Son:  “Hey Mom, I want to hit the big jumps.”

Me: “Ok buddy, sounds good.  Maybe think about, HEY… WAIT!  STOP!!!” This is where said eight-year-old leaves his Mom in the dust.

Let’s back up a second. My son and daughter are both amazing little skiers. At 10 and 8, they have skied many areas that the majority of adults would wish for a diaper on, and have been doing so for several years. At age 4, still sans poles and needing a boost to get on the chair lift, my son skied his first side country lines, and as a complete family, we were officially off the bunny hill.

 

The whole family likes a little park run on groomer days. It makes me feel young. I spent years as a snowboard instructor and won the few boardercross and big air comps I entered back in the day. Mom on a board today would still shoot for the big jumps. My younger ego might have been at more than a low psi. Now in full mom mode, my days on a board have gotten fewer and farther between, and I have decided that just standing on a pair of skis is pretty dang comfortable. Let me clarify that those skis are telemark, and I don’t ski lazy. Lunging down a steep pitch at high speed is it’s own brand of adrenaline rush, and can go head to head with the float of a board. But, tele turns through the park?  Landing a 40 foot gap with freed heels? I would rather not. A few box slides, some medium sized straight airs, but a hard no on the big ones. Current personal skiing guidelines dictate no injuries.

 

So let’s go back to getting left in the dust. Before he left me, I was trying to recommend a drive-by. A roll-over the knuckle to check the angle of the ramp. A double check on the gap distance. A speed test. Overlooking these things earned me a broken back at 21. Just trying to share my years of experience and a little physics-meets-snow lesson. Nope, not going to happen. That sweet kid just blew me off and went straight between the flags, full speed ahead. After digging my lower jaw out of the snow, I raced down to pick up the pieces of my boy and transport him to the hospital. But, wait, he wasn’t in pieces. He was on his behind, pushing his way up, and scooting to the side to clear the landing. Huh. He was ok. Crashed, but ok.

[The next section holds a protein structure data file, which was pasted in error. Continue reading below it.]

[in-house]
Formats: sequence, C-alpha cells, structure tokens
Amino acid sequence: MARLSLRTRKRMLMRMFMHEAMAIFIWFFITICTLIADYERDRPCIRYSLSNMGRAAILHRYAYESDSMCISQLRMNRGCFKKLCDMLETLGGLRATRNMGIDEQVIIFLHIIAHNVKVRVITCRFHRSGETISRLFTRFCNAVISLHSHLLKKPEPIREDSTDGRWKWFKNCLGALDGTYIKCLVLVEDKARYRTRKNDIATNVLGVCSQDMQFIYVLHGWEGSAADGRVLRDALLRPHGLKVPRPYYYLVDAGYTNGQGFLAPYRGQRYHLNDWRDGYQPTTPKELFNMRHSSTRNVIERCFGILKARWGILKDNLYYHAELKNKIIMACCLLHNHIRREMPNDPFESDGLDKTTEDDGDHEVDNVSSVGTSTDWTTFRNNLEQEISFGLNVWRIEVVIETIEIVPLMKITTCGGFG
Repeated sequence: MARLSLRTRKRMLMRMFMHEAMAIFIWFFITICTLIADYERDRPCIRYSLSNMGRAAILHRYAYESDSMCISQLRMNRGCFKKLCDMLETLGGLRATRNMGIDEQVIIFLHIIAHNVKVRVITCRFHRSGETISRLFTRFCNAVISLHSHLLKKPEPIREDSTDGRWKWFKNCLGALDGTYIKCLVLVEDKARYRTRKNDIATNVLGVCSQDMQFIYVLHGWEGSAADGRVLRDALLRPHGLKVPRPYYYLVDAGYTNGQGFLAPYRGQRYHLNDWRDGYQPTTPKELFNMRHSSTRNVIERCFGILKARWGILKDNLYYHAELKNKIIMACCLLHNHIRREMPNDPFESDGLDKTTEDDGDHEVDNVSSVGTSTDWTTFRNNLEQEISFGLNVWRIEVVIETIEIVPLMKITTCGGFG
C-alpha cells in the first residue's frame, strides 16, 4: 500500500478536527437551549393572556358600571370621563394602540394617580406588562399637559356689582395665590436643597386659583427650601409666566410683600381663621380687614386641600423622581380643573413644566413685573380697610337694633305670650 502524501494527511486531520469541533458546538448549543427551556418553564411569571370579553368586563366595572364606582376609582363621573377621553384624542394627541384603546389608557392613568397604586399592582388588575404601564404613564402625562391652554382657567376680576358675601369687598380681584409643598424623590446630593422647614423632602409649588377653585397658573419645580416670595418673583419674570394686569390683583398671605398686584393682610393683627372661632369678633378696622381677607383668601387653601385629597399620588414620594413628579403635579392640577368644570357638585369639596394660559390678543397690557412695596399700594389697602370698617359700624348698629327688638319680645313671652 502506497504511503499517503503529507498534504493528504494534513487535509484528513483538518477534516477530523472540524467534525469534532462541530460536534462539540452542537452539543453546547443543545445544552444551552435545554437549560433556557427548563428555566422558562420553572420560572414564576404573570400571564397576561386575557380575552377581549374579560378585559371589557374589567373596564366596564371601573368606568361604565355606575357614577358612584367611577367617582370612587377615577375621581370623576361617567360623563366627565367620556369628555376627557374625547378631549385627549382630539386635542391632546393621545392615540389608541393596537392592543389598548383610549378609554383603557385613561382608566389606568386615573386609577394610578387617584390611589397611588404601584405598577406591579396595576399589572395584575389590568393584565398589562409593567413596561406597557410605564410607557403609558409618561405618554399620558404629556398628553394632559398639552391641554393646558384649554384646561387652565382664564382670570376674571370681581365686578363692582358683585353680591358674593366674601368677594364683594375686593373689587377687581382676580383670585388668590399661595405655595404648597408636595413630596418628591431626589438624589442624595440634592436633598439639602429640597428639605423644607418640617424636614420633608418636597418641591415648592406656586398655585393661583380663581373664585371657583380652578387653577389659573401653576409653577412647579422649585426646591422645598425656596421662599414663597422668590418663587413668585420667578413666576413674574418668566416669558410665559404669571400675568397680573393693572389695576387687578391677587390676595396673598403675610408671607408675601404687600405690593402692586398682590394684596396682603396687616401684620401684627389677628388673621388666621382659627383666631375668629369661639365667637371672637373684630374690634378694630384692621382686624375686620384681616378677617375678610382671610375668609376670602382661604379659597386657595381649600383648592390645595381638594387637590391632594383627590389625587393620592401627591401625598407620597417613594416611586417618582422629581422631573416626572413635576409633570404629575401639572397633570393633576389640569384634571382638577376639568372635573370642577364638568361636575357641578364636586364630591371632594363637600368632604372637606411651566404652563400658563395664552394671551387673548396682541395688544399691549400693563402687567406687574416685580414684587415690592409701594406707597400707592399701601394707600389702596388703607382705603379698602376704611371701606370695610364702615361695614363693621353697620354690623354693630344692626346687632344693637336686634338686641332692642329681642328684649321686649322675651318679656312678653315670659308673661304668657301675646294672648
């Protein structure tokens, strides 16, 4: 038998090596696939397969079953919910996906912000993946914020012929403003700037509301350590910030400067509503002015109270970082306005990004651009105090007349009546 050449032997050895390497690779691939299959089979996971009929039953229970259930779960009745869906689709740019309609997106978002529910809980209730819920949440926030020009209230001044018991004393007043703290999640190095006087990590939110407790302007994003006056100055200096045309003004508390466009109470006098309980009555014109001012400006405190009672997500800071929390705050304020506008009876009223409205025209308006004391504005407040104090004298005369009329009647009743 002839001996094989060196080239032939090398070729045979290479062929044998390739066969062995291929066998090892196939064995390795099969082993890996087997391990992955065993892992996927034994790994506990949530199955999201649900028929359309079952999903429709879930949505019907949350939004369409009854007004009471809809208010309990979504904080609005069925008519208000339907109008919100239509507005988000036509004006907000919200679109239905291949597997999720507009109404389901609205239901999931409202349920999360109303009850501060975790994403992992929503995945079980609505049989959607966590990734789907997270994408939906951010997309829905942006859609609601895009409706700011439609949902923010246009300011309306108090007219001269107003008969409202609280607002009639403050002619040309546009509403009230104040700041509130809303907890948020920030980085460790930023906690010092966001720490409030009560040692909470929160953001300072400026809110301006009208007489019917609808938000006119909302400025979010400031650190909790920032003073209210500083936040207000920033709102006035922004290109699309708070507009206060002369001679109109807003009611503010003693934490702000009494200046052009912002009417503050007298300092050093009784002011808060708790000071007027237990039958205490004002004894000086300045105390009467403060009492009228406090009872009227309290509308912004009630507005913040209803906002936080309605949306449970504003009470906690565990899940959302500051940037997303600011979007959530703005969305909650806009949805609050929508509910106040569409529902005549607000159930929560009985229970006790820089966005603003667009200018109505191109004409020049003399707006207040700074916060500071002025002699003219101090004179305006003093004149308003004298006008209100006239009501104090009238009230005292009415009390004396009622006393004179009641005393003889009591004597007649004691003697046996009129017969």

Me: “What were you thinking?!  Wait, are you ok? Does anything hurt? What were you thinking?!”

 

Son: “I am fine.  Let’s do it again.”

 

Yep, Mom of the Year here, I just yelled at my kid for doing something amazing.  I was scared and reacted out of fear, when I should have shown encouragement and support.

 

We went back to the lift line and met up with Dad. My son informed him we were going back to the park and he was doing the big jumps again.

 

Dad: “Cool.”

 

Obviously more laid back than Mom.

 

On the lift I did apologize for yelling and explained why I did it and that I was scared for him. I shared my words of infinite wisdom about angles and speed. Bottom line = no speed check. Full commitment.

 

We had a crowd of unknown young adults surrounding us at the drop-in, waiting to see what this little grom could do. They cheered him on and and gave encouragement. It was a total mom moment of feeling grateful to those around that were showing support for MY kid, even if it was to launch him over a 40-foot gap. Off he went. Clean take off, but a little dip of the ski tips had me panicking. Dad was grinning. My heart was in my throat as I headed after him. As I rolled the knuckle, I looked ahead and saw the little 8-year-old monster cruising confidently up the next ramp. The little punk had stuck his landing, well into the landing tranny, and was on his way into the next. I can’t think about without smiling. First, because HE DID IT!, but second because of the enormous courage and confidence he showed, even when someone with all this knowledge and experience discouraged him out of fear.

 

Our kids are amazing and are capable of amazing things, if we let them. Show support and love to the crazy and adventurous ideas your little ones have. We will all benefit from it.

 

Me, to Dad: “We’ve just been shown up by an 8-year-old.”

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4 comments

  • XHiJPcpyqaRzV: September 24, 2020
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